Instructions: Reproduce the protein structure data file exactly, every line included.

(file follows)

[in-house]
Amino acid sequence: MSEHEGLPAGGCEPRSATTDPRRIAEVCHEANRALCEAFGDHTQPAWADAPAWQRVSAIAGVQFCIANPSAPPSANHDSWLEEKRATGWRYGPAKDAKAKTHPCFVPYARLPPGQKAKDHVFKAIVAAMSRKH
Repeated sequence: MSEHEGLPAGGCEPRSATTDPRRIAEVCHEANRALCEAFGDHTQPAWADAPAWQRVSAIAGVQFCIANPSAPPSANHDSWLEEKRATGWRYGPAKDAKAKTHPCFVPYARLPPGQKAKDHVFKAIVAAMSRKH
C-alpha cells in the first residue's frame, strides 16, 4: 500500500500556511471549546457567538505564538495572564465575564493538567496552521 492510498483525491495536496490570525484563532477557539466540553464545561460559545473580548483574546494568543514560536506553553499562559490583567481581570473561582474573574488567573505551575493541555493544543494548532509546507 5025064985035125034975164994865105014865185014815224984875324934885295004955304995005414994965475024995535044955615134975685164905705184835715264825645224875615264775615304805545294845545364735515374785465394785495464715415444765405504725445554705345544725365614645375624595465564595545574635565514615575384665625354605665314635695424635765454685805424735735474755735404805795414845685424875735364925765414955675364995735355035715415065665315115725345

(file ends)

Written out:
[in-house]
Amino acid sequence: MSEHEGLPAGGCEPRSATTDPRRIAEVCHEANRALCEAFGDHTQPAWADAPAWQRVSAIAGVQFCIANPSAPPSANHDSWLEEKRATGWRYGPAKDAKAKTHPCFVPYARLPPGQKAKDHVFKAIVAAMSRKH
Repeated sequence: MSEHEGLPAGGCEPRSATTDPRRIAEVCHEANRALCEAFGDHTQPAWADAPAWQRVSAIAGVQFCIANPSAPPSANHDSWLEEKRATGWRYGPAKDAKAKTHPCFVPYARLPPGQKAKDHVFKAIVAAMSRKH
C-alpha cells in the first residue's frame, strides 16, 4: 500500500500556511471549546457567538505564538495572564465575564493538567496552521 492510498483525491495536496490570525484563532477557539466540553464545561460559545473580548483574546494568543514560536506553553499562559490583567481581570473561582474573574488567573505551575493541555493544543494548532509546507 5025064985035125034975164994865105014865185014815224984875324934885295004955304995005414994965475024995535044955615134975685164905705184835715264825645224875615264775615304805545294845545364735515374785465394785495464715415444765405504725445554705345544725365614645375624595465564595545574635565514615575384665625354605665314635695424635765454685805424735735474755735404805795414845685424875735364925765414955675364995735355035715415065665315115725345